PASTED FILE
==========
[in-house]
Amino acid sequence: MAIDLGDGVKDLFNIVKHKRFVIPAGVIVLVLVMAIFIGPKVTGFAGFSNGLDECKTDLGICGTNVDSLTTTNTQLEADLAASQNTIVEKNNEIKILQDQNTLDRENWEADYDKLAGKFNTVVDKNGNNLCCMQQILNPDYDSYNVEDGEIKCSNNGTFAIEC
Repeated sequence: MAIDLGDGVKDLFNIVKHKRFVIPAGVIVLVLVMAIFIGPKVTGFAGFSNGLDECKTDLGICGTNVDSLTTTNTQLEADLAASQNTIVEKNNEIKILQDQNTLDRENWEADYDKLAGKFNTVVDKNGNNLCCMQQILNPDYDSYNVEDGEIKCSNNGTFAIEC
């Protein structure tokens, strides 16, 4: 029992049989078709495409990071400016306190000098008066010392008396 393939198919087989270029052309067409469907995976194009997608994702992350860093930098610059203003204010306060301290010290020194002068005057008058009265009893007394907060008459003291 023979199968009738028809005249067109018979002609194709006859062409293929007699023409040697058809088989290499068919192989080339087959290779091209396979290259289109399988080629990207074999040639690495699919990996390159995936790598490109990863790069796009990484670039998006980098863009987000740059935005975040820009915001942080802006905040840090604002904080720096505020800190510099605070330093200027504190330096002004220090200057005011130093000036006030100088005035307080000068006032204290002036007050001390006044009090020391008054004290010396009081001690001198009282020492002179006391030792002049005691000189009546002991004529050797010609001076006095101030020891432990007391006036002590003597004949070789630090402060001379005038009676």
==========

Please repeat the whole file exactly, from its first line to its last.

[in-house]
Amino acid sequence: MAIDLGDGVKDLFNIVKHKRFVIPAGVIVLVLVMAIFIGPKVTGFAGFSNGLDECKTDLGICGTNVDSLTTTNTQLEADLAASQNTIVEKNNEIKILQDQNTLDRENWEADYDKLAGKFNTVVDKNGNNLCCMQQILNPDYDSYNVEDGEIKCSNNGTFAIEC
Repeated sequence: MAIDLGDGVKDLFNIVKHKRFVIPAGVIVLVLVMAIFIGPKVTGFAGFSNGLDECKTDLGICGTNVDSLTTTNTQLEADLAASQNTIVEKNNEIKILQDQNTLDRENWEADYDKLAGKFNTVVDKNGNNLCCMQQILNPDYDSYNVEDGEIKCSNNGTFAIEC
């Protein structure tokens, strides 16, 4: 029992049989078709495409990071400016306190000098008066010392008396 393939198919087989270029052309067409469907995976194009997608994702992350860093930098610059203003204010306060301290010290020194002068005057008058009265009893007394907060008459003291 023979199968009738028809005249067109018979002609194709006859062409293929007699023409040697058809088989290499068919192989080339087959290779091209396979290259289109399988080629990207074999040639690495699919990996390159995936790598490109990863790069796009990484670039998006980098863009987000740059935005975040820009915001942080802006905040840090604002904080720096505020800190510099605070330093200027504190330096002004220090200057005011130093000036006030100088005035307080000068006032204290002036007050001390006044009090020391008054004290010396009081001690001198009282020492002179006391030792002049005691000189009546002991004529050797010609001076006095101030020891432990007391006036002590003597004949070789630090402060001379005038009676």